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August 17, 2016

Curt Schilling wants to make Massachusetts Senate races great again. This time a miracle might elude the former Red Sox star.

Only two things stand in the way of a Senator Schilling (R-MA): history and reality.

Let’s start with history: an incumbent Democratic Senator has not lost a reelection bid in Massachusetts since 1946. No Republican has won a November general election for a Senate seat since 1972.

Scott Brown’s victory in the 2010 special election was an aberration for Bay State Republicans, not a harbinger.

Consider Elizabeth Warren’s assets: a relatively popular Democratic Senator with no hint of scandal in an overwhelmingly Democratic state who has access to a national fundraising juggernaut and a strong local organizational apparatus.

History favors the incumbent.

So that brings us to the Schilling reality check.

One bit of reality favors a challenge: 2018 looks to be a good year for Republicans running for the Senate. Assuming a Clinton win (a more valid assumption every day) Democrats will have to defend 25 seats to the Republicans 8 during President Clinton’s first midterm, typically a tough time for Democratic Presidents.

Democrats will have to play defense on rough terrain like Indiana, Montana, Missouri, North Dakota, Ohio, and West Virginia. Keeping all of those seats blue is going to take a lot of cash and organizational heft.

But national Republicans, sensing opportunity in those places, will not send their time, talent, or funding to races that are long shots at best. So don’t expect much national effort in places like Connecticut, California, Washington, or here in Massachusetts.

Of course, if someone like Charlie Baker caught Potomac fever, that might make for a closer race. But Baker is clearly gearing up for reelection and, like Bill Weld in 1994, he has no incentive to tie his reelection campaign to the hip of a Republican running for Senate.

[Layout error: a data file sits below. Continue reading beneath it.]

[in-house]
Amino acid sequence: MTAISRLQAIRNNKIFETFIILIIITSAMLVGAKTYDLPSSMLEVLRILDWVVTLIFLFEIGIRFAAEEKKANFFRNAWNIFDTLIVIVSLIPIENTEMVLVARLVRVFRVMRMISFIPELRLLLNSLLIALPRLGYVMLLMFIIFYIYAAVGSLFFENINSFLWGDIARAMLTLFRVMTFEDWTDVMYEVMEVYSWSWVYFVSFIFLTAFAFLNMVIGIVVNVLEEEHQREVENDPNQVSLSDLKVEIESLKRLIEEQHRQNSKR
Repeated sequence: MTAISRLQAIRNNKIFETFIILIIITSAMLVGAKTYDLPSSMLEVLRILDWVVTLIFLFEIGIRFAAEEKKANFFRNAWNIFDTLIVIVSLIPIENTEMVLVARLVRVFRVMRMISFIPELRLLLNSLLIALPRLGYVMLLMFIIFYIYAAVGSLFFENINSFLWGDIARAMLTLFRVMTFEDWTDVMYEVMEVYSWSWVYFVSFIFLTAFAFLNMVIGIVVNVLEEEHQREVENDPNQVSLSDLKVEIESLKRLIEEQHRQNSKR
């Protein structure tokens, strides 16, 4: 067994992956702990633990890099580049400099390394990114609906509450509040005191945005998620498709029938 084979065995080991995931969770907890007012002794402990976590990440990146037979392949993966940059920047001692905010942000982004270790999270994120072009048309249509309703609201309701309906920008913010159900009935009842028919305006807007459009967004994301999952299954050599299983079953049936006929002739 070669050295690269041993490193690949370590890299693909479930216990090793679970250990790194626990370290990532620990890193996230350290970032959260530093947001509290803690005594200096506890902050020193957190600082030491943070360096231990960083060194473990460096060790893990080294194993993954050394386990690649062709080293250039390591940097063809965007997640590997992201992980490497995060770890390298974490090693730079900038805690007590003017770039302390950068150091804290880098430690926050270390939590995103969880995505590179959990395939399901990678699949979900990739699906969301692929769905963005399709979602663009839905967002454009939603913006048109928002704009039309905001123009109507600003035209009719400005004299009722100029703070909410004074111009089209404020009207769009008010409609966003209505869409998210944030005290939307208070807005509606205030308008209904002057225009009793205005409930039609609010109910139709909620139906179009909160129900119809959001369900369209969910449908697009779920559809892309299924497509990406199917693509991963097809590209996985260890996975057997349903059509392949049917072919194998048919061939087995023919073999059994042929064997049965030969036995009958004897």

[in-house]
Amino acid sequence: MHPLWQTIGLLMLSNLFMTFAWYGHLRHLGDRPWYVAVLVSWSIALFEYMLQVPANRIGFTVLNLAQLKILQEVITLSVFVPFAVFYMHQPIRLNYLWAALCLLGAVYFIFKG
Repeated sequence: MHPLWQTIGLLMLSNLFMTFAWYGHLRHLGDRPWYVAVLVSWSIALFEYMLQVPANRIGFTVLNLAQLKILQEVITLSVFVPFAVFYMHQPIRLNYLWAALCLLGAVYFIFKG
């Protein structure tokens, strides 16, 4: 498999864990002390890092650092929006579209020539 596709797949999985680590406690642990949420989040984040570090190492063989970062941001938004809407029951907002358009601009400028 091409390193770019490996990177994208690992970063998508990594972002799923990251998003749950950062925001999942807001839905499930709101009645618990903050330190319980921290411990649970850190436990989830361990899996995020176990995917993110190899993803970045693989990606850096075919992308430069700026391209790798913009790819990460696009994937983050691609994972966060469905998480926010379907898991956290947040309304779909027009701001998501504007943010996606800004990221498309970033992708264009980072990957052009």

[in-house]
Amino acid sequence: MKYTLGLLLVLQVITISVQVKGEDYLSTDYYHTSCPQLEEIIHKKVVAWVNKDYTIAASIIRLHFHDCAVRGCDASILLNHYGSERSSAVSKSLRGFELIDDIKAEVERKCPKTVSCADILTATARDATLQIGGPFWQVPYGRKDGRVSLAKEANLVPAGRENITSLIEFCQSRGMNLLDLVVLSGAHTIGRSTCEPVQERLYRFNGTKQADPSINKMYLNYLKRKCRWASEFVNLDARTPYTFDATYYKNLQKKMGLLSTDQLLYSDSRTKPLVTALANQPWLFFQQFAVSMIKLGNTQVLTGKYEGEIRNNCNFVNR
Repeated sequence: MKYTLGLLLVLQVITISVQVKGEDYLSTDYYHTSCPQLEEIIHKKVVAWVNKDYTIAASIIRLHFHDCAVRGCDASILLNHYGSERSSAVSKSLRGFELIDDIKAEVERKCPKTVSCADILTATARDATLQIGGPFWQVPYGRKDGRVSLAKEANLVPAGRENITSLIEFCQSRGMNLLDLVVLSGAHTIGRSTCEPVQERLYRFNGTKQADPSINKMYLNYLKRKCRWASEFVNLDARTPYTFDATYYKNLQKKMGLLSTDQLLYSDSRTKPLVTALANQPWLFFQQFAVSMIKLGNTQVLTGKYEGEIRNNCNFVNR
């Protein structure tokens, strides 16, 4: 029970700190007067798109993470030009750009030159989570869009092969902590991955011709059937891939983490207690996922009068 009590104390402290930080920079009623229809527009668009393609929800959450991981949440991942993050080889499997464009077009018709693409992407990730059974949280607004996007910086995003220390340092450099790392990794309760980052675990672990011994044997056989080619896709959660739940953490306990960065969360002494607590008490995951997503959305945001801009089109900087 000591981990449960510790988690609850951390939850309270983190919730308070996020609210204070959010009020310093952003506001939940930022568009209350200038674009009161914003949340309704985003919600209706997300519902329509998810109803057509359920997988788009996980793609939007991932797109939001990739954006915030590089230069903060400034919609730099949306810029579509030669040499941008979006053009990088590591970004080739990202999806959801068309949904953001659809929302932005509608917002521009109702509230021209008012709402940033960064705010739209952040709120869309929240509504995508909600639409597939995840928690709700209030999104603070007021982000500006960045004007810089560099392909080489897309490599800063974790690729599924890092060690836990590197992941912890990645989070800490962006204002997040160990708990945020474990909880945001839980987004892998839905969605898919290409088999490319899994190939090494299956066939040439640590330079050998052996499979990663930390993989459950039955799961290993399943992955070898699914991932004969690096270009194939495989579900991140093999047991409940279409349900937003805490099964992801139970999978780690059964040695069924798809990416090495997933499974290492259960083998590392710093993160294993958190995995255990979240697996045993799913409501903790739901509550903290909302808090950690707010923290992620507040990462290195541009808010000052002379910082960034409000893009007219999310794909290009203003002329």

Republican Weld’s overwhelming gubernatorial victory in 1994 by a historic 42 points did little to help US Senate candidate Mitt Romney who lost to incumbent Democrat Ted Kennedy by 16 points.

And Curt Schilling seems to have more in common with Donald Trump than Mitt Romney. He is, at times, unhinged on social media and his business acumen is just a tad bit more suspect than the worst image painted of Romney. Baker will need to keep him away at more than arms length.

Sports figures can make intriguing public officials. In addition to the physical stamina needed to succeed in athletics, there’s mental focus, teamwork, and a propensity to leadership. Consider former NFL star Jack Kemp and NBA great Bill Bradley.

Since leaving the Sox, however, Schilling hasn’t aimed for seriousness or thoughtfulness on complicated issues of public policy. He’s opted for inanity. A man who calls Democrats “Demokkkrats” on twitter isn’t aiming to be the Kemp or Bradley of Massachusetts.

He isn’t aiming to counter Warren’s policies. He’s looking to scuff the ball, not to cheat but to create Trump-like turbulence in order to attract attention in the hope that Warren might just swing and miss.

She won’t but he’ll be loud and he’ll have the vociferous support of the Trump cheerleaders, those who care not for governing and who aren’t taken seriously by folks who do.

Curt Schilling, Elizabeth Warren, Massachusetts Senate race 2018

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